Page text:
Parents of today’s students have unprecedented opportunities for rapid communication with our public schools. The availability of email, websites, Twitter, Facebook, and other social media outlets provides an entire new universe of tools and with it, an expectation for instant contact, particularly among younger parents. We try to oblige…
Just one example: As recently as 10 years ago, parents generally found out about their child’s progress through receiving a report card. Perhaps they might also get an email, phone call, or handwritten note from the teacher when necessary. As the father of seven children, I am amazed at the changes since then. Here in Pearland ISD (for example), the Skyward system gives instant parental/student access for parents to view every posted grade. Parents can receive automatic email alerts when their child’s grades are below expectations. Thus, my wife (more than me) checks Skyward almost every day to determine how our children are doing, whether they’ve turned in their homework, how they did on the big test, etc.
With this convenience comes even greater desire for instant feedback from teachers when grade or discipline problems surface. Frankly, our hard-working teachers often struggle to keep up with the demand. Parents can forget that the typical high school teacher may instruct as many as 150 students per day. Or that the typical elementary teacher is providing instruction in as many as five or six areas every day. Consequently, they are not going to be instantly familiar with or available to answer the questions posed by a panic-stricken mom who just realized her child failed a major test – or is being sent to detention for name calling.
There is a middle ground somewhere between today’s expectations for instant communication – and the realities of a teacher/administrator workload. Here are some things to keep in mind when parents desire communication on academic, discipline, extra-curricular, or other issues/problems:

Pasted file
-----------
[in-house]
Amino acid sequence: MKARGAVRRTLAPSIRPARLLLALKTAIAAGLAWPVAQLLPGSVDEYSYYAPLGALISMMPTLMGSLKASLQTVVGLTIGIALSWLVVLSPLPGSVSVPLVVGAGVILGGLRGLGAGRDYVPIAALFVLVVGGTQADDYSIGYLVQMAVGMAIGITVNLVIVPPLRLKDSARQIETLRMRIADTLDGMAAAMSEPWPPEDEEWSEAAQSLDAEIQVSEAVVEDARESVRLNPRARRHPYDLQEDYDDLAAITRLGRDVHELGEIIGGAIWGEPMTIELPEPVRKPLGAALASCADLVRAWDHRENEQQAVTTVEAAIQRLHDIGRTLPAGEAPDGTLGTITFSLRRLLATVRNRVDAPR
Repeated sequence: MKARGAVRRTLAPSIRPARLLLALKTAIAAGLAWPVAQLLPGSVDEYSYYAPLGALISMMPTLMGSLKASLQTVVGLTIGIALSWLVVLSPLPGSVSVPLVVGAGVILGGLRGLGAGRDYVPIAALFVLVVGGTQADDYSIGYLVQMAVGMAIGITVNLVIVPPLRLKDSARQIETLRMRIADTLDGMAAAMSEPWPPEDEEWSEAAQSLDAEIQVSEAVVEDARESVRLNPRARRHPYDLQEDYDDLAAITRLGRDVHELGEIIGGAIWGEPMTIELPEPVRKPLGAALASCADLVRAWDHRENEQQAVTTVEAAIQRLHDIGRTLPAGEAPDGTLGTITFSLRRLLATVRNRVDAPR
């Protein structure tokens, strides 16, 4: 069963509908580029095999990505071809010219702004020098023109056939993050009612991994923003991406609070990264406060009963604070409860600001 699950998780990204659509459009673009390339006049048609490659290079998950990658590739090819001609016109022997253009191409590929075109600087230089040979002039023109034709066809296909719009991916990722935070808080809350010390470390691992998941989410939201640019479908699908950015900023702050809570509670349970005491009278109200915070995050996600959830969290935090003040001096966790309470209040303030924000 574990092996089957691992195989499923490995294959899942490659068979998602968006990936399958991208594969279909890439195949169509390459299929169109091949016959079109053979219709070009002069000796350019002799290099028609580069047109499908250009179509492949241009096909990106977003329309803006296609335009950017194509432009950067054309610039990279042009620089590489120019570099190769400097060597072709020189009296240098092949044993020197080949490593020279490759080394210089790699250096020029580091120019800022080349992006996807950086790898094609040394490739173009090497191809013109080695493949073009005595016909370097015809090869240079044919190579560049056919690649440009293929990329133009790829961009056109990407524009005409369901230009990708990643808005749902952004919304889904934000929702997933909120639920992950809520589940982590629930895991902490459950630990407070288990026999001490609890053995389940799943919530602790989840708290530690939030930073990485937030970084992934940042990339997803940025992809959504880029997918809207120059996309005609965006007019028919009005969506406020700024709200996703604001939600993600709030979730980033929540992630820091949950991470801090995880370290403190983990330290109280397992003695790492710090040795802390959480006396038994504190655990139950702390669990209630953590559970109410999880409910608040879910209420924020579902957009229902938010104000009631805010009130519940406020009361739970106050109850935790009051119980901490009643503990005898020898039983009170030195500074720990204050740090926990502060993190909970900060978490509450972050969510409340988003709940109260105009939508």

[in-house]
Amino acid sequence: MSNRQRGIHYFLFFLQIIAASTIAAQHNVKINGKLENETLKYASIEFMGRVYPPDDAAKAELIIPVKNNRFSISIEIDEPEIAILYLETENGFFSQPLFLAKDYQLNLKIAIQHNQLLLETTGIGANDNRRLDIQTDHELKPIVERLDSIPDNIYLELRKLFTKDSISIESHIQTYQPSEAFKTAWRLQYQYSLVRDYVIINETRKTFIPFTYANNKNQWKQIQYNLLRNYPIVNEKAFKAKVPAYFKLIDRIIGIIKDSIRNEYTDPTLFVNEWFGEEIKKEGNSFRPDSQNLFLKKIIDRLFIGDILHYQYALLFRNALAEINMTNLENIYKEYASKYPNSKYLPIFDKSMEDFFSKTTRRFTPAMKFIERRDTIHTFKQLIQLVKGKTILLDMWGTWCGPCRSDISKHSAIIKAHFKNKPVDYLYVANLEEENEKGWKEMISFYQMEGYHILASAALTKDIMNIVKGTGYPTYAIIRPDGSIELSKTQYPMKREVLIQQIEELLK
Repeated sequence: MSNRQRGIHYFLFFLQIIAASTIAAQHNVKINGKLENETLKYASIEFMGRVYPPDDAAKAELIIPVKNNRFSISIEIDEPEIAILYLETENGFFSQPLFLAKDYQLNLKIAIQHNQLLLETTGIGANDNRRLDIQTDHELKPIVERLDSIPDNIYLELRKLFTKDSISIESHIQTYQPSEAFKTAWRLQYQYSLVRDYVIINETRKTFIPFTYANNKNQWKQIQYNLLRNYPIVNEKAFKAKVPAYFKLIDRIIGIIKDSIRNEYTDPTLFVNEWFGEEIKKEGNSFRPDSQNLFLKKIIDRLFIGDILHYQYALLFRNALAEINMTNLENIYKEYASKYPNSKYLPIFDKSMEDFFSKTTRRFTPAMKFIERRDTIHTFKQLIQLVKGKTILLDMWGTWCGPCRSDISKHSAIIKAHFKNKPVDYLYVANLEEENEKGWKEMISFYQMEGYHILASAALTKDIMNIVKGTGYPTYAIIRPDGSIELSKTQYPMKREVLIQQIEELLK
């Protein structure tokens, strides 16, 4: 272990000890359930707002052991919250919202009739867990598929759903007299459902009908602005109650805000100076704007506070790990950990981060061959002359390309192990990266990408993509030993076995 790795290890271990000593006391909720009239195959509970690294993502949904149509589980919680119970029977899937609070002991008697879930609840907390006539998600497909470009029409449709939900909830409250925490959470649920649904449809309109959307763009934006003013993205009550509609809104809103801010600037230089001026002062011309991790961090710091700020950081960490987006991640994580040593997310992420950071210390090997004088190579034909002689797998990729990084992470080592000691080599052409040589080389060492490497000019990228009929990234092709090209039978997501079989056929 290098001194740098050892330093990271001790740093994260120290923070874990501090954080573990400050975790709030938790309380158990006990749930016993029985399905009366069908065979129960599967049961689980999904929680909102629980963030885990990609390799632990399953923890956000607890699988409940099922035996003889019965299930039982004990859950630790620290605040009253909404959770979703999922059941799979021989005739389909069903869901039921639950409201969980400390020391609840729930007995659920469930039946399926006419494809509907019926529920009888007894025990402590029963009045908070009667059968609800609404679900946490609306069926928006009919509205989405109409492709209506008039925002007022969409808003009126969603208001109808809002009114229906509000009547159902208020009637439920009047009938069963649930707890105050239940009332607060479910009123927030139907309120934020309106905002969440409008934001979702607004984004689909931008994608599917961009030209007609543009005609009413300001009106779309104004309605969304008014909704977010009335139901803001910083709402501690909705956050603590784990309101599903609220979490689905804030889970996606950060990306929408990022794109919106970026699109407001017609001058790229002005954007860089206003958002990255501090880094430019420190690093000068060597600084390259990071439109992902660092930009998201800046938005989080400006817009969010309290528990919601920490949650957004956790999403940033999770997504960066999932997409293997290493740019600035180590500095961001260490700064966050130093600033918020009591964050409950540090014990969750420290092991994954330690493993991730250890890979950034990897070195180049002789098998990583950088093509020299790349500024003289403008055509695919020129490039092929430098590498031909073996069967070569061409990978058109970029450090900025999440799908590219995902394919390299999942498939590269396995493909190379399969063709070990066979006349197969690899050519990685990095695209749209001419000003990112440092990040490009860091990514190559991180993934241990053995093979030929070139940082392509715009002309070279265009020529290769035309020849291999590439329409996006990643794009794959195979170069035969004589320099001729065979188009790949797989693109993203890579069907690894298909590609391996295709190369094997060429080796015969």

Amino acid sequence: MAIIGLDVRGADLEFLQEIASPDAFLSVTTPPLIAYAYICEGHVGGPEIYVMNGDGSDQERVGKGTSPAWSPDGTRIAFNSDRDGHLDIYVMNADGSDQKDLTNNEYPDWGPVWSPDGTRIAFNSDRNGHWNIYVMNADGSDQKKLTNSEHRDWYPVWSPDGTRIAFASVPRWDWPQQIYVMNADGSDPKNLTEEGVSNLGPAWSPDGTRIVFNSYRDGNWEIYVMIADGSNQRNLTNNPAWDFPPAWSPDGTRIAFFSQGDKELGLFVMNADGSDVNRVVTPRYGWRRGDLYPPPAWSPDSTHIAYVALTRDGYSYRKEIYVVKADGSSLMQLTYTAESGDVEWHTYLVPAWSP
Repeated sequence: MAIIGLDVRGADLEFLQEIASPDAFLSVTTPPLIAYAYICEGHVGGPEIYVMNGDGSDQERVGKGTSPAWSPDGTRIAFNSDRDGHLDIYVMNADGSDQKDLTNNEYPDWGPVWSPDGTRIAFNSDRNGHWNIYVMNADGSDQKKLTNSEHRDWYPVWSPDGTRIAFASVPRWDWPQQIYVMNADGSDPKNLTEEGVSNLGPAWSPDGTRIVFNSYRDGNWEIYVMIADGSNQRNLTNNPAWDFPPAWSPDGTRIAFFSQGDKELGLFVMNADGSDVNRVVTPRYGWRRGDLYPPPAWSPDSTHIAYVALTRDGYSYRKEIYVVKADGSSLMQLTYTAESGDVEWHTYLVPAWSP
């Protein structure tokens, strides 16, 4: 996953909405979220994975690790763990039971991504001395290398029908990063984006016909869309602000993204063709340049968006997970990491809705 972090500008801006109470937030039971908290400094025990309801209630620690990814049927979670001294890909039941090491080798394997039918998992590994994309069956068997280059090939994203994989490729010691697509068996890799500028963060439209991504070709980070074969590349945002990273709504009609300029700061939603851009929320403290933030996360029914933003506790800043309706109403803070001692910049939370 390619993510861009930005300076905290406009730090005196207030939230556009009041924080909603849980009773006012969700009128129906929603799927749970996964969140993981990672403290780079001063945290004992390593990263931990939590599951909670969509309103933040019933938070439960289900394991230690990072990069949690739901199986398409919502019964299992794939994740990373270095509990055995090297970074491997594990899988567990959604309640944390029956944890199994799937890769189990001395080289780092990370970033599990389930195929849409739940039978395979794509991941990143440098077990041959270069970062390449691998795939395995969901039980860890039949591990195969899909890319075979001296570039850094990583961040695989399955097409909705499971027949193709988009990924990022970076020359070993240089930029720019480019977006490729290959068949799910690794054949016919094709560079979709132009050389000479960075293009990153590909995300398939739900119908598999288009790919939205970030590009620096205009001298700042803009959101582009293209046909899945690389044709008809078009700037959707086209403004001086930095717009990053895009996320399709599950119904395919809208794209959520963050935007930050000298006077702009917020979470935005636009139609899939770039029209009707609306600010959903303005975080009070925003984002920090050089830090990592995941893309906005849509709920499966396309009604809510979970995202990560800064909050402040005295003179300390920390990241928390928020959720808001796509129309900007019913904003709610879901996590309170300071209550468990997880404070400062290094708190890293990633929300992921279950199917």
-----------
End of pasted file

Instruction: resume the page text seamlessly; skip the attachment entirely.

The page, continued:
- Follow the chain of command. Begin with the person directly responsible for the problem/situation you’ve identified. Usually, that means the teacher or the counselor serving your child. Be nice. It generally works a whole lot better.
- If the concern/problem is not solved at that initial level, then proceed to talk to the administrator on the campus (assistant principal or principal). Again, realize that the principal is responsible for hundreds (or thousands) of students.
- Our board policy specifically states that issues should first be approached informally and at the lowest level possible. But if informal methods aren’t satisfactory, parents can use the formal complaint procedures as outlined in our board policy manual (available on our district website).
- When people jump over the chain of command and contact the board or superintendent first, the issue will be referred back down the chain of command to the appropriate person. Therefore, it is generally better to talk directly to the person involved rather than to go above their head. In the long run, this produces much more lasting solutions and certainly better communication with the people daily serving your child.
- When you request an appointment, please don’t expect that to occur within the next hour or even within the next 12 hours unless it is a true emergency. (A true emergency is not “My kid is failing, and I’m free in 20 minutes.”)
- If you e-mail or call to talk to a teacher/principal, it is reasonable to expect a response within 24 hours. We emphasize this with our faculty/staff – as an expectation.
- In general, make use of the Golden Rule: Treat the teachers and staff in the same way you want to be treated.
Frankly, our school district must now provide additional training to our people on enhanced customer service techniques. Why? In our society now, those who want instant gratification often shout and scream when they don’t get what they want at the instant they make contact. Thus, training on the unreasonable “customer” is becoming increasingly necessary.
Unfortunately, those most likely to read this blog are NOT those who most need to hear this. But perhaps the word will spread…And I so appreciate the majority of our parents who already know and practice these things!